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The State of Mysore Vs. Hanjarimal Saremalji - Court Judgment

LegalCrystal Citation
SubjectSales Tax
CourtKarnataka High Court
Decided On
Case NumberS.T.R.P. No. 31 of 1972
Judge
Reported in[1975]36STC206(Kar)
ActsCentral Sales Tax Act - Sections 6(1A); Central Sales Tax (Amendment) Act, 1969 - Sections 10(1); Mysore Sales Tax Rules, 1957 - Rule 38
AppellantThe State of Mysore
RespondentHanjarimal Saremalji
Appellant AdvocateM.P. Chandrakantaraj Urs, Government Adv.
Respondent AdvocateB.V. Katageri, Adv.
Excerpt:
.....as prescribed under section 458 cr.p.c., - proceedings were quashed. - the commercial tax officer was of the opinion that the assessee had failed to establish that he had not collected the sales tax and, accordingly, rectified the assessment......stated in that case that after the central sales tax (amendment) act, 1969, came into force, the sales tax officers who had earlier assessed assessees in accordance with the decision in yaddalam lakshminarasimhiah setty's case : [1965]2scr129 , would be competent to issue to those assessees notices under rule 38 of the mysore sales tax rules, 1957, proposing to rectify their assessments on the ground that the earlier assessments suffered from mistakes apparent on the record, and that before reassessing the assessees, the officers should afford a reasonable opportunity to the assessees to satisfy them that the assessees had not collected the sales tax.5. in the instant case, the mere fact that the bills mentioned the price as inclusive of sales tax and did not separately mention any.....
Judgment:
ORDER

Srinivas Iyengar, J.

1. This is a revision petition filed by the State against the order of the Sales Tax Appellate Tribunal, Bangalore, in S.T.A. No. 286 of 1970 dated 23rd May, 1972.

2. The Commercial Tax Officer sought to rectify the original assessment that had been made for the year 1964-65 (5th November, 1964, to 24th October, 1965) consequent upon the retrospective amendment of the Central Sales Tax Act and introduction of section 6(1A). The assessee would be exempt in respect of inter-State sales of cotton if he was able to show that he had not collect the sales tax as provided under section 10(1) of the amending Act of 1969.

3. The bills produced by the assessee indicated that the price charged was 'inclusive of the tax'. The bills did not separately mention the Central sales tax. It does not also appear that any amount had been separately credited in the accounts in respect of the sales tax, if any, collected. The Commercial Tax Officer was of the opinion that the assessee had failed to establish that he had not collected the sales tax and, accordingly, rectified the assessment. This was confirmed by the Deputy Commissioner of Commercial Taxes. On a further appeal to the Tribunal by the dealer, the Tribunal was of the opinion that as the matter related to the period between 10th November, 1964, and 9th June, 1969, the Commercial Tax Officer could rectify tea mistake if it was an apparent one and that it was not open to him to rectify it by making a fresh enquiry or bringing on record fresh material. It also observed that because the bills did not specify any Central sales tax but only specified the price as inclusive of sales tax, it cannot be inferred that the assessee had collected the tax. Accordingly, the appeal was allowed and the rectification made by the Commercial Tax Officer was set aside.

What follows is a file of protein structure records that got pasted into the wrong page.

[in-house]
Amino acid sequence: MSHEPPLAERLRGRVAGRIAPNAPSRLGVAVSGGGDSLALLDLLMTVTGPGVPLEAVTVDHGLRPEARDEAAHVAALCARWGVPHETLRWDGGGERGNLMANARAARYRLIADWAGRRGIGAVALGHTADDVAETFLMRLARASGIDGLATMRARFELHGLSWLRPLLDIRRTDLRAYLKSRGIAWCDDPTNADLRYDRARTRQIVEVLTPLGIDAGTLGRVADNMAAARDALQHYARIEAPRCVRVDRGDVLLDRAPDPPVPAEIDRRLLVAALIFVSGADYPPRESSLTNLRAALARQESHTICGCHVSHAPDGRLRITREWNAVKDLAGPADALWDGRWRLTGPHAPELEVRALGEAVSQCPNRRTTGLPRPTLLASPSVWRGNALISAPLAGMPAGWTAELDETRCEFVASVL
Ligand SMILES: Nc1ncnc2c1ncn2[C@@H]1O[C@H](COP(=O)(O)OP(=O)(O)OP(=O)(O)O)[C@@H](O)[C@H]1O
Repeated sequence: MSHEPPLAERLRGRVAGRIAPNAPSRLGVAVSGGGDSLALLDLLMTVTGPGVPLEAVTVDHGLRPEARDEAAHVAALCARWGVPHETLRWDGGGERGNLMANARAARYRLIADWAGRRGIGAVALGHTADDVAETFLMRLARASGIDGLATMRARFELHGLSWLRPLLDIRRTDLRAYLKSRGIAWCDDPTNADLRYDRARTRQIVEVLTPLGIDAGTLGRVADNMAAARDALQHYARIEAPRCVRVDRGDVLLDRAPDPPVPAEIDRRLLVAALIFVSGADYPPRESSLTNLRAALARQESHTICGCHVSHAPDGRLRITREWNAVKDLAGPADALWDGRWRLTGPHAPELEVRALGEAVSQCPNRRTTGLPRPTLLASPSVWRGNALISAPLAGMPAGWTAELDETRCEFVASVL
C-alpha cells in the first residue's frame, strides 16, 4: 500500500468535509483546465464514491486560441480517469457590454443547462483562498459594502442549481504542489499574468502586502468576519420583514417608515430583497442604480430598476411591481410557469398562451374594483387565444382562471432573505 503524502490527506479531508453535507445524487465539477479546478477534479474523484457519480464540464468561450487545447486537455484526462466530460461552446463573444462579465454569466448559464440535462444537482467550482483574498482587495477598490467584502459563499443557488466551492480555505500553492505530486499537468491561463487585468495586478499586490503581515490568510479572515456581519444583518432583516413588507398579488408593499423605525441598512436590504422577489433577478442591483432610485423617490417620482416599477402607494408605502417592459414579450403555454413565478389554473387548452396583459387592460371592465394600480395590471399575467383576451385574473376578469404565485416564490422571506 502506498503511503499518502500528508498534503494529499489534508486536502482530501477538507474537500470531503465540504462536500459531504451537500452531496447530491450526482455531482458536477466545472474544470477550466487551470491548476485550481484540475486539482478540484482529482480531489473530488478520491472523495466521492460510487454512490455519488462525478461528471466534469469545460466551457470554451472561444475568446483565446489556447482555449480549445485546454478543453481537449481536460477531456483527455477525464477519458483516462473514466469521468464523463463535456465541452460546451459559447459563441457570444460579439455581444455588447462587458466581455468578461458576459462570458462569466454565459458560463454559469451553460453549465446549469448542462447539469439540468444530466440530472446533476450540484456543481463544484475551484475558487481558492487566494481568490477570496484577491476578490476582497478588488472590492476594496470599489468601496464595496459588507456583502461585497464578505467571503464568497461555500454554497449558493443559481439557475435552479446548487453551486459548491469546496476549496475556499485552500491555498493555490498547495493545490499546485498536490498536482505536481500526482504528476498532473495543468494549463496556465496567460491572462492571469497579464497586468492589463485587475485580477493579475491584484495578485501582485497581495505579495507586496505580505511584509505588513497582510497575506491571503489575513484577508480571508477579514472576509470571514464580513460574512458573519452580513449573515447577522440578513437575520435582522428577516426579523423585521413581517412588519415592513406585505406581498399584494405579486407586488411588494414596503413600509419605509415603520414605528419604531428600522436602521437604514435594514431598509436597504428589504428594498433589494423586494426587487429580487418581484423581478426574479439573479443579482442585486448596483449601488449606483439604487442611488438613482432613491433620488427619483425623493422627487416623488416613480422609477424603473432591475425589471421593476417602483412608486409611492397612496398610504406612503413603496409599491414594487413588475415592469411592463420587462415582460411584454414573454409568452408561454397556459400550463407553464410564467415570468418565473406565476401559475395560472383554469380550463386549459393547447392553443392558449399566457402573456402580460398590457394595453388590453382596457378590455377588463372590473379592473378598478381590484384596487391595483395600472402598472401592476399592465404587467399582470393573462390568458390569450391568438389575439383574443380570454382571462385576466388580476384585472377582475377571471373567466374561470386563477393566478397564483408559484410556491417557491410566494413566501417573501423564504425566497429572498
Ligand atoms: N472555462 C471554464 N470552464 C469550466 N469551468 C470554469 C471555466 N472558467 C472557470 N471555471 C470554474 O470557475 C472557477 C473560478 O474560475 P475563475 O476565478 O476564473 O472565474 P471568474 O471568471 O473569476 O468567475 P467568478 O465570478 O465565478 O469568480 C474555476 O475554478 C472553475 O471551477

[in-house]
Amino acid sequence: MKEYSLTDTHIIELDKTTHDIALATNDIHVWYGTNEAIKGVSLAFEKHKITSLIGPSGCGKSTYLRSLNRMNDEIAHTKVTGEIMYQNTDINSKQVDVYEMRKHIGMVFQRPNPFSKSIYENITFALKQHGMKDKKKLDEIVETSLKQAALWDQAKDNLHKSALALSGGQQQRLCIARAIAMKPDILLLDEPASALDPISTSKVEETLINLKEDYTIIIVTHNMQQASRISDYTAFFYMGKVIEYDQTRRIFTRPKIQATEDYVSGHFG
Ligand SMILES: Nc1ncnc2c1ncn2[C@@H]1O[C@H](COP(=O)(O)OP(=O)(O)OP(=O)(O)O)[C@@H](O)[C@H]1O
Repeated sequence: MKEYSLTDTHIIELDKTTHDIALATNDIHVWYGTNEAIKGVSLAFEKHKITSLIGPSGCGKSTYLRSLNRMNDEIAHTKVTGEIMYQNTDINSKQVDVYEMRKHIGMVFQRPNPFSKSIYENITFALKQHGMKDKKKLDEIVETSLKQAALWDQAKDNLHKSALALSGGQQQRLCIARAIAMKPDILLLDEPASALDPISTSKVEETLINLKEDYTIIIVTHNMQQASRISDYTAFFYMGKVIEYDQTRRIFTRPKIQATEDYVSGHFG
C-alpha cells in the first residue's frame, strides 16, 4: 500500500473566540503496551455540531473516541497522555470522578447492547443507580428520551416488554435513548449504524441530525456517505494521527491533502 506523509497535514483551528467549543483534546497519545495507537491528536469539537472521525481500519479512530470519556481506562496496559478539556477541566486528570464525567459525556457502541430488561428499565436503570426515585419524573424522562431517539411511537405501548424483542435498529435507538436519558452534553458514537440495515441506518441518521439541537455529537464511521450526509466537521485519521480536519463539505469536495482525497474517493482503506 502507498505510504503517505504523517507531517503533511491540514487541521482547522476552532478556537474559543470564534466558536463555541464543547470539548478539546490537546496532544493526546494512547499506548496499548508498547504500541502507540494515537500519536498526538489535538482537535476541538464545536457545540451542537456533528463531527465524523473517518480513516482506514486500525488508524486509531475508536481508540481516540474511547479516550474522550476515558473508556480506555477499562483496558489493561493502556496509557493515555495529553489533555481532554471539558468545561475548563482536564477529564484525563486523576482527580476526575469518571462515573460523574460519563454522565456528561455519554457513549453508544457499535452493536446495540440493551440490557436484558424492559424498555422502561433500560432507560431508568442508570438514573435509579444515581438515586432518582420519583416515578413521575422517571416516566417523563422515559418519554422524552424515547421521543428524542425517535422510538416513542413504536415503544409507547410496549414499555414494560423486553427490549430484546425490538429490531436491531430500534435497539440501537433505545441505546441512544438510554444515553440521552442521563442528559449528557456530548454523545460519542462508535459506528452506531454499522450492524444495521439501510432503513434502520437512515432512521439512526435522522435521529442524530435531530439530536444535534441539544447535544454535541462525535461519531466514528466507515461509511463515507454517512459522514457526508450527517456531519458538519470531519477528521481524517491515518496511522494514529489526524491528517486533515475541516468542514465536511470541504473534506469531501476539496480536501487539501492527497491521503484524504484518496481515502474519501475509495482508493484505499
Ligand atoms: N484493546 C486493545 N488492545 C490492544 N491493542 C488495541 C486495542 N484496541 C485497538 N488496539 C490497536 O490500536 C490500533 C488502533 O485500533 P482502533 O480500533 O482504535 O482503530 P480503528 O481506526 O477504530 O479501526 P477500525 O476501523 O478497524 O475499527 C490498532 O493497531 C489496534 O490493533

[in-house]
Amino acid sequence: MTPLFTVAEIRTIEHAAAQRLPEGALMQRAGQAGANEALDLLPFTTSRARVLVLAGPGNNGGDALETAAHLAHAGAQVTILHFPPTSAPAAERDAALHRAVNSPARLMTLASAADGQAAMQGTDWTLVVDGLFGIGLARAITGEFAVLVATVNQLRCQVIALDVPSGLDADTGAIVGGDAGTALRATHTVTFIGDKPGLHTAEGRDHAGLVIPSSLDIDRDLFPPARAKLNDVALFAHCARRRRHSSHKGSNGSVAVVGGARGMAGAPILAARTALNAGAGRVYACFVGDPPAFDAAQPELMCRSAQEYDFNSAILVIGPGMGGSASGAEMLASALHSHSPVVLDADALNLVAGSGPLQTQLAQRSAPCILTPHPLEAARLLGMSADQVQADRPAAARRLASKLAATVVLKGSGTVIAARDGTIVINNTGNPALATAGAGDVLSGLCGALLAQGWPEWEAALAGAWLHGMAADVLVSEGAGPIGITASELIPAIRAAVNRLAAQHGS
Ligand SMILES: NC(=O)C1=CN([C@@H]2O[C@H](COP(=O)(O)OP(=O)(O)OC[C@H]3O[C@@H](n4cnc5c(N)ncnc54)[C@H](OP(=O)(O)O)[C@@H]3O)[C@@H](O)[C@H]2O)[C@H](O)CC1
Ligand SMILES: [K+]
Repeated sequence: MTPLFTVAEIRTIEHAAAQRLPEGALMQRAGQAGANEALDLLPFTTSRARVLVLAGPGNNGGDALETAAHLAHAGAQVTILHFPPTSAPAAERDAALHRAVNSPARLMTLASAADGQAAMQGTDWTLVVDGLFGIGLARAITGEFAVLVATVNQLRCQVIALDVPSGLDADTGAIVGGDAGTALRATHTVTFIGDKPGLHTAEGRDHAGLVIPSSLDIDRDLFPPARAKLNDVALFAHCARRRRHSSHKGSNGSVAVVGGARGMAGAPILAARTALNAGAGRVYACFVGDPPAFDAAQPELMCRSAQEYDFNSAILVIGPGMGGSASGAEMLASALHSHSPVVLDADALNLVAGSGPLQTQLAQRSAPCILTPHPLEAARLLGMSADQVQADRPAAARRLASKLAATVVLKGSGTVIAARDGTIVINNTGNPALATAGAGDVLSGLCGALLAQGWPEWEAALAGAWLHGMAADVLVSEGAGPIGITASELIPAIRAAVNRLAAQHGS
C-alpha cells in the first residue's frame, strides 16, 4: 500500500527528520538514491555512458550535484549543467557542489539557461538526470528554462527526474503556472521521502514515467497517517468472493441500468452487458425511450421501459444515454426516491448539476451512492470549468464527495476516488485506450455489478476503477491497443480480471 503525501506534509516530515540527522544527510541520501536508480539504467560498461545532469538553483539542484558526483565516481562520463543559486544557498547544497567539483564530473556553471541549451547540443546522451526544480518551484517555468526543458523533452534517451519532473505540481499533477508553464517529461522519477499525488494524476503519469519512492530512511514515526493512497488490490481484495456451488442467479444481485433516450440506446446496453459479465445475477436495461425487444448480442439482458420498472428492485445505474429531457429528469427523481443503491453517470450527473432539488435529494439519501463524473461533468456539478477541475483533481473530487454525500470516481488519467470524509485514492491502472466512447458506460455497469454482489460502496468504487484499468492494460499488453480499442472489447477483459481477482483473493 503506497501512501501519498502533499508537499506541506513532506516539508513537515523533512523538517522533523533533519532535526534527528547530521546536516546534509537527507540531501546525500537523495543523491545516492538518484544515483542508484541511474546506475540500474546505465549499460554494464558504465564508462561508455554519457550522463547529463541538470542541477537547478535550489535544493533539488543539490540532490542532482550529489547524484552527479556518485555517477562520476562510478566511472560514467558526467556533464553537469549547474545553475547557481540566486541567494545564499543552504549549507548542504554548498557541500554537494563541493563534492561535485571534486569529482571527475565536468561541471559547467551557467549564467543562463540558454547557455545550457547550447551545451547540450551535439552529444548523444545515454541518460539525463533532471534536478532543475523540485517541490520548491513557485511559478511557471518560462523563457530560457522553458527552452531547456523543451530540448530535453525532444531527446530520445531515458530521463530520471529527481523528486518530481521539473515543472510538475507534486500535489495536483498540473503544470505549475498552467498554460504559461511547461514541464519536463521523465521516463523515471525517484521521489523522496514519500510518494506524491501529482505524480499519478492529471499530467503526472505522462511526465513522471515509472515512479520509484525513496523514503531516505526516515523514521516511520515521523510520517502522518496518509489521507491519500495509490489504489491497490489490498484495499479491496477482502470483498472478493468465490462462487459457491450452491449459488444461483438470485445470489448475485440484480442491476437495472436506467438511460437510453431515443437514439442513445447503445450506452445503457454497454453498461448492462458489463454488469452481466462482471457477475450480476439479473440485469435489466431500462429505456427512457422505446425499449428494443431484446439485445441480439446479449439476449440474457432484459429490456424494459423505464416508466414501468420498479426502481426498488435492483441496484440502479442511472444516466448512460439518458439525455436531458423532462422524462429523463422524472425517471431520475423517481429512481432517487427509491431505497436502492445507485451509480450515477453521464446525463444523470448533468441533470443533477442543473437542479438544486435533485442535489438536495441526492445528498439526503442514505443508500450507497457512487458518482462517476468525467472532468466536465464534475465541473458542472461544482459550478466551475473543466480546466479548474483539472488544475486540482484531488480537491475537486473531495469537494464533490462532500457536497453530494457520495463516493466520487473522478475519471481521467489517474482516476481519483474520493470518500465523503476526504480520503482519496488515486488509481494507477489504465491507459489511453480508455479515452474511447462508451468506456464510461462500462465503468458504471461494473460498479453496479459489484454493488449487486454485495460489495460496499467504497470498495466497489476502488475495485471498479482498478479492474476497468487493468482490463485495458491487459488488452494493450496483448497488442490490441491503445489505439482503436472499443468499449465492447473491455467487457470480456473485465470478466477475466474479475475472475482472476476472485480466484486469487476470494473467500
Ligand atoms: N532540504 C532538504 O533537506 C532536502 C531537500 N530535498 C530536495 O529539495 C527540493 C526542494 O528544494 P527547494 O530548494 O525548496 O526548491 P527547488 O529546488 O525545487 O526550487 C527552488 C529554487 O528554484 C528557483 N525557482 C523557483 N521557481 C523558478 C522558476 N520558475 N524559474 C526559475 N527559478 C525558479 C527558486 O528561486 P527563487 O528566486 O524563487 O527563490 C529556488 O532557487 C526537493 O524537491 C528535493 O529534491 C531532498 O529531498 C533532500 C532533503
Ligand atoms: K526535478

4. In this revision petition, it is urged by Shri Chandrakantaraj Urs, Senior Government Advocate, that the view taken by the Tribunal that no enquiry could be made or fresh material brought on record with a view to rectify the original assessment, is not correct in the light of the decision of the Supreme Court in Commercial Tax Officer v. Sri Venkateswara Oil Mills : [1973]3SCR742 . The contention urged by him is sound and must be accepted. The Supreme Court stated in that case that after the Central Sales Tax (Amendment) Act, 1969, came into force, the Sales Tax Officers who had earlier assessed assessees in accordance with the decision in Yaddalam Lakshminarasimhiah Setty's case : [1965]2SCR129 , would be competent to issue to those assessees notices under rule 38 of the Mysore Sales Tax Rules, 1957, proposing to rectify their assessments on the ground that the earlier assessments suffered from mistakes apparent on the record, and that before reassessing the assessees, the officers should afford a reasonable opportunity to the assessees to satisfy them that the assessees had not collected the sales tax.

5. In the instant case, the mere fact that the bills mentioned the price as inclusive of sales tax and did not separately mention any amount as tax would not by itself be conclusive material. The dealer appears to have had intra-State sales on the same date which were not subject to tax. A comparison of the prices charged for those sales with the prices charged for inter-State sales on the same dates or the correspondence between the dealer and the purchaser would be relevant material to arrive at a finding whether the price charged for inter-State sales did include any amount by way of sales tax or not. What has got to be ascertained is whether any amount by way of sales tax is intended to be passed on to the buyer as a bargain in the transaction. The process by which the matter could be determined has been explained by this court in Spencer & Co. Ltd.'s case ([1970] 26 S.T.C. 283.). It is therefore clear that the matter has to be investigated into and all relevant material gathered before arriving at a decision whether the assessee had not collected the sales tax.

6. In this view, the order of the Tribunal and of the authorities below are set aside and the matter is remitted to the assessing authority to make a fresh order in the light of this order. No costs.

7. Ordered accordingly.


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